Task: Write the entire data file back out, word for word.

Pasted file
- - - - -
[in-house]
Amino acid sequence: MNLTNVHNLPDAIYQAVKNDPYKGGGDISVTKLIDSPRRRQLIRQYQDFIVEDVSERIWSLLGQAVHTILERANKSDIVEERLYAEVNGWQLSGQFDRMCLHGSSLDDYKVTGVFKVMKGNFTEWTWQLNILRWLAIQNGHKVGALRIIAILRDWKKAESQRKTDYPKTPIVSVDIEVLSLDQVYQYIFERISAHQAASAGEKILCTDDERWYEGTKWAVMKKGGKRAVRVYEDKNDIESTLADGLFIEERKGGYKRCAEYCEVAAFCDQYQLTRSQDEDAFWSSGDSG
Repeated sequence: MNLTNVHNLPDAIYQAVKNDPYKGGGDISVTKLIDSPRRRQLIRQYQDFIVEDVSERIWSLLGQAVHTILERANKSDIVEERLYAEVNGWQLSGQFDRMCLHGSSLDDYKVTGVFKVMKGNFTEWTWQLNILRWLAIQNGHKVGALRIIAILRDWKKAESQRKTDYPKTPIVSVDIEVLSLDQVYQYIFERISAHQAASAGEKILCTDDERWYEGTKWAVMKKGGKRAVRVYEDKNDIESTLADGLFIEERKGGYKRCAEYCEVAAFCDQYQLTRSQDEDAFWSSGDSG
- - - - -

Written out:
[in-house]
Amino acid sequence: MNLTNVHNLPDAIYQAVKNDPYKGGGDISVTKLIDSPRRRQLIRQYQDFIVEDVSERIWSLLGQAVHTILERANKSDIVEERLYAEVNGWQLSGQFDRMCLHGSSLDDYKVTGVFKVMKGNFTEWTWQLNILRWLAIQNGHKVGALRIIAILRDWKKAESQRKTDYPKTPIVSVDIEVLSLDQVYQYIFERISAHQAASAGEKILCTDDERWYEGTKWAVMKKGGKRAVRVYEDKNDIESTLADGLFIEERKGGYKRCAEYCEVAAFCDQYQLTRSQDEDAFWSSGDSG
Repeated sequence: MNLTNVHNLPDAIYQAVKNDPYKGGGDISVTKLIDSPRRRQLIRQYQDFIVEDVSERIWSLLGQAVHTILERANKSDIVEERLYAEVNGWQLSGQFDRMCLHGSSLDDYKVTGVFKVMKGNFTEWTWQLNILRWLAIQNGHKVGALRIIAILRDWKKAESQRKTDYPKTPIVSVDIEVLSLDQVYQYIFERISAHQAASAGEKILCTDDERWYEGTKWAVMKKGGKRAVRVYEDKNDIESTLADGLFIEERKGGYKRCAEYCEVAAFCDQYQLTRSQDEDAFWSSGDSG